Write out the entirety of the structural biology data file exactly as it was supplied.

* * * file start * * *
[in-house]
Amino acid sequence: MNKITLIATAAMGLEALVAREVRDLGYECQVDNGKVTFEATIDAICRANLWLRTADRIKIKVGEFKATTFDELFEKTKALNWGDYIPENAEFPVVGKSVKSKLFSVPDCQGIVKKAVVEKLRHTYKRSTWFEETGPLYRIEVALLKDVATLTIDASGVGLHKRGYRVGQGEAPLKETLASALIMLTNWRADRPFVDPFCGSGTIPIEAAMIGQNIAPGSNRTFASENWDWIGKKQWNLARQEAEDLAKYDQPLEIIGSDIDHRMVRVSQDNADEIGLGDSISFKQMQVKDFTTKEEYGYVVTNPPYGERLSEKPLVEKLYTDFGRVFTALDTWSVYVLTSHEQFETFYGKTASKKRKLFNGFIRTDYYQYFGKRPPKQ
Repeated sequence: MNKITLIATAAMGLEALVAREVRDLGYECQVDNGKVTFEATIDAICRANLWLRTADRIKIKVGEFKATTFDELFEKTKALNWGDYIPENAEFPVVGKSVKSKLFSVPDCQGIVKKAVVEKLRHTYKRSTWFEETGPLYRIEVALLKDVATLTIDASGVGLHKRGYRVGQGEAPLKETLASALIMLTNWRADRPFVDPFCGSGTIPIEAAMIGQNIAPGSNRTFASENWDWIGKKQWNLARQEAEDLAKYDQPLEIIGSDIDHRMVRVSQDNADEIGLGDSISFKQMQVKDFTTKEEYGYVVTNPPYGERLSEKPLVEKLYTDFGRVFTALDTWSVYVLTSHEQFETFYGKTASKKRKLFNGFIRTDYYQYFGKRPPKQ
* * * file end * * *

[in-house]
Amino acid sequence: MNKITLIATAAMGLEALVAREVRDLGYECQVDNGKVTFEATIDAICRANLWLRTADRIKIKVGEFKATTFDELFEKTKALNWGDYIPENAEFPVVGKSVKSKLFSVPDCQGIVKKAVVEKLRHTYKRSTWFEETGPLYRIEVALLKDVATLTIDASGVGLHKRGYRVGQGEAPLKETLASALIMLTNWRADRPFVDPFCGSGTIPIEAAMIGQNIAPGSNRTFASENWDWIGKKQWNLARQEAEDLAKYDQPLEIIGSDIDHRMVRVSQDNADEIGLGDSISFKQMQVKDFTTKEEYGYVVTNPPYGERLSEKPLVEKLYTDFGRVFTALDTWSVYVLTSHEQFETFYGKTASKKRKLFNGFIRTDYYQYFGKRPPKQ
Repeated sequence: MNKITLIATAAMGLEALVAREVRDLGYECQVDNGKVTFEATIDAICRANLWLRTADRIKIKVGEFKATTFDELFEKTKALNWGDYIPENAEFPVVGKSVKSKLFSVPDCQGIVKKAVVEKLRHTYKRSTWFEETGPLYRIEVALLKDVATLTIDASGVGLHKRGYRVGQGEAPLKETLASALIMLTNWRADRPFVDPFCGSGTIPIEAAMIGQNIAPGSNRTFASENWDWIGKKQWNLARQEAEDLAKYDQPLEIIGSDIDHRMVRVSQDNADEIGLGDSISFKQMQVKDFTTKEEYGYVVTNPPYGERLSEKPLVEKLYTDFGRVFTALDTWSVYVLTSHEQFETFYGKTASKKRKLFNGFIRTDYYQYFGKRPPKQ